To the editor:
The July 19 piece "Citing Recusal, Trump Says He Wouldn’t Have Hired Sessions" repeats an error that the Times and many other news sources have made about Deputy Attorney General Rod Rosenstein's 5/9/17 memo criticizing then-FBI Director James Comey.
The article states that "The deputy attorney general recommended Mr. Comey be fired". Not so. Nowhere does Rosenstein's memo actually recommended that Mr. Comey be fired.
Rosenstein surely made this omission deliberately, and carefully. Did Rosenstein craft his memo to appear to cross a line, when skimmed, which Rosenstein refused to actually cross? The memo's content, in contrast to the President's use of it, certainly lends credence to reports that the President had demanded a recommendation that Mr. Comey be fired -- and assumed he got it.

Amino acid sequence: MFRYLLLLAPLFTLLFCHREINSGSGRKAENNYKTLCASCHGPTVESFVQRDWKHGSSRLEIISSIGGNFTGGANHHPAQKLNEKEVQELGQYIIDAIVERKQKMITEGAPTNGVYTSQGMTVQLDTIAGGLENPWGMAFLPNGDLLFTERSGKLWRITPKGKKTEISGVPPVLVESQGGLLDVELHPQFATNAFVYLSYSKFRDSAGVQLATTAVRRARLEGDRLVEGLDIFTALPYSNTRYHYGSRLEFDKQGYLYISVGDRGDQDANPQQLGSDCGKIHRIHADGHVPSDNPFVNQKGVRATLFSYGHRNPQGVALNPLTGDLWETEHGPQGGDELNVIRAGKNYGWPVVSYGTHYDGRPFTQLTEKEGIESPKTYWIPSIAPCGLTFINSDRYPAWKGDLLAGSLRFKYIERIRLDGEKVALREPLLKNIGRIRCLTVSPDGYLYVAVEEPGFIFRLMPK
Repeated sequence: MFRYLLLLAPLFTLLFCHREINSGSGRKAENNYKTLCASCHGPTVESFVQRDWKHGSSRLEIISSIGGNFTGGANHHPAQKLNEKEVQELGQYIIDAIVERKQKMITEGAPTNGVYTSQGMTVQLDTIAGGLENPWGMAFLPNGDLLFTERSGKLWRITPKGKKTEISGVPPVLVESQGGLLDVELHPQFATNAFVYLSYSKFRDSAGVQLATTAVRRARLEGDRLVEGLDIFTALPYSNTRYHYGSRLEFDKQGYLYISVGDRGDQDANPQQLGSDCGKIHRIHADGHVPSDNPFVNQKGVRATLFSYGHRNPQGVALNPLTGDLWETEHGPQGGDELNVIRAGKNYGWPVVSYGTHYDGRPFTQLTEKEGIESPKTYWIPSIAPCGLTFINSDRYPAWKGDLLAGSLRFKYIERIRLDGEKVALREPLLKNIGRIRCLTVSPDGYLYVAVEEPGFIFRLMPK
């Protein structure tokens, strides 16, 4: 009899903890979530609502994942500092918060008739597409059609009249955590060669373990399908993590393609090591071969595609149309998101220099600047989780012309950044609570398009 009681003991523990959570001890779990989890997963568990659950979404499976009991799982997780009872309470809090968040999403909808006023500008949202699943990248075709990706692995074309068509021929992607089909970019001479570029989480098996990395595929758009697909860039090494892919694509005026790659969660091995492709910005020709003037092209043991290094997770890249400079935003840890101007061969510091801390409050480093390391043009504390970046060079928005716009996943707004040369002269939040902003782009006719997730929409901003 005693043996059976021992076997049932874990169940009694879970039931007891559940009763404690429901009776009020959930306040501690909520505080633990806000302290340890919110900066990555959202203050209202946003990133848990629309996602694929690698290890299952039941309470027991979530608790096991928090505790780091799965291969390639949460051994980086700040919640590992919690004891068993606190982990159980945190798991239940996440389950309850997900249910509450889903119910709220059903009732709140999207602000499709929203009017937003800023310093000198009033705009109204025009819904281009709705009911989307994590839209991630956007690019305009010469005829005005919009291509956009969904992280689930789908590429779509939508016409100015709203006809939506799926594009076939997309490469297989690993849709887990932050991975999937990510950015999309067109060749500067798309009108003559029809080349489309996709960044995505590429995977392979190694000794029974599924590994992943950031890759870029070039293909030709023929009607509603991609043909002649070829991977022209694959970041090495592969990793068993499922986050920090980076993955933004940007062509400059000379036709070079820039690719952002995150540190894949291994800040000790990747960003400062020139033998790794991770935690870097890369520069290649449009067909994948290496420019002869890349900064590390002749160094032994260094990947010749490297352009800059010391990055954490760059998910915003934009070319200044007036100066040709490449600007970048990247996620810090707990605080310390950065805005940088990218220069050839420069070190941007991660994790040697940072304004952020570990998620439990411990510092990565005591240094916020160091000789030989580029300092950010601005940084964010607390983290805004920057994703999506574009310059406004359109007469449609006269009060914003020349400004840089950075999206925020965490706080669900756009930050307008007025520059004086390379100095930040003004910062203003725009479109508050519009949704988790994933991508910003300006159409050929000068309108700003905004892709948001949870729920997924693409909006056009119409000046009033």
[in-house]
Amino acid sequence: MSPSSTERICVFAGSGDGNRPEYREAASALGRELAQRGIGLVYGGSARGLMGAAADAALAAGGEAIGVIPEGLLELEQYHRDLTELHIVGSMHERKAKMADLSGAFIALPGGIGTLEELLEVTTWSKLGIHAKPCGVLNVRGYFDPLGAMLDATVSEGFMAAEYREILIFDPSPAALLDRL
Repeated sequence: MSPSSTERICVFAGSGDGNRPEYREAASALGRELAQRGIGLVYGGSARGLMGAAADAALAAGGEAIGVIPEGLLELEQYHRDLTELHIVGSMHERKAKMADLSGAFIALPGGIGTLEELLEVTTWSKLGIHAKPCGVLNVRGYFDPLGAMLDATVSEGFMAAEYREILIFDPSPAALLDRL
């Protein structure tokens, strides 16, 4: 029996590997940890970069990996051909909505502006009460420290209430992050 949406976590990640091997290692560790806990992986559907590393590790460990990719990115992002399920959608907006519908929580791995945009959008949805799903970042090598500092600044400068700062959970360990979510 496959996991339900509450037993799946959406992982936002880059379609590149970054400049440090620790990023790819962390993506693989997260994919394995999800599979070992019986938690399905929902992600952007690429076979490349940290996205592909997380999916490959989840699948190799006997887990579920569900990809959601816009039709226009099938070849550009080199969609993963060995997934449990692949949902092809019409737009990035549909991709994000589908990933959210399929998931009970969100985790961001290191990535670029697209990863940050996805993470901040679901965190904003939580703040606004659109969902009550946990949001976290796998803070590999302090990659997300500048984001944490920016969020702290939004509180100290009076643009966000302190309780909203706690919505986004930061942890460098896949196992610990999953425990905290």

The Times has been more careful and precise in past articles, such as the 5/12/17 "Caught in White House Chaos, Justice Dept. Official Seeks Neutral Ground", which discusses Rosenstein's memo at length and never claims that it contains a recommendation that Mr. Comey be dismissed.
Over time, many media outlets have let the inertia of conventional wisdom slowly replace reportorial precision. The Times should hold itself to a higher standard.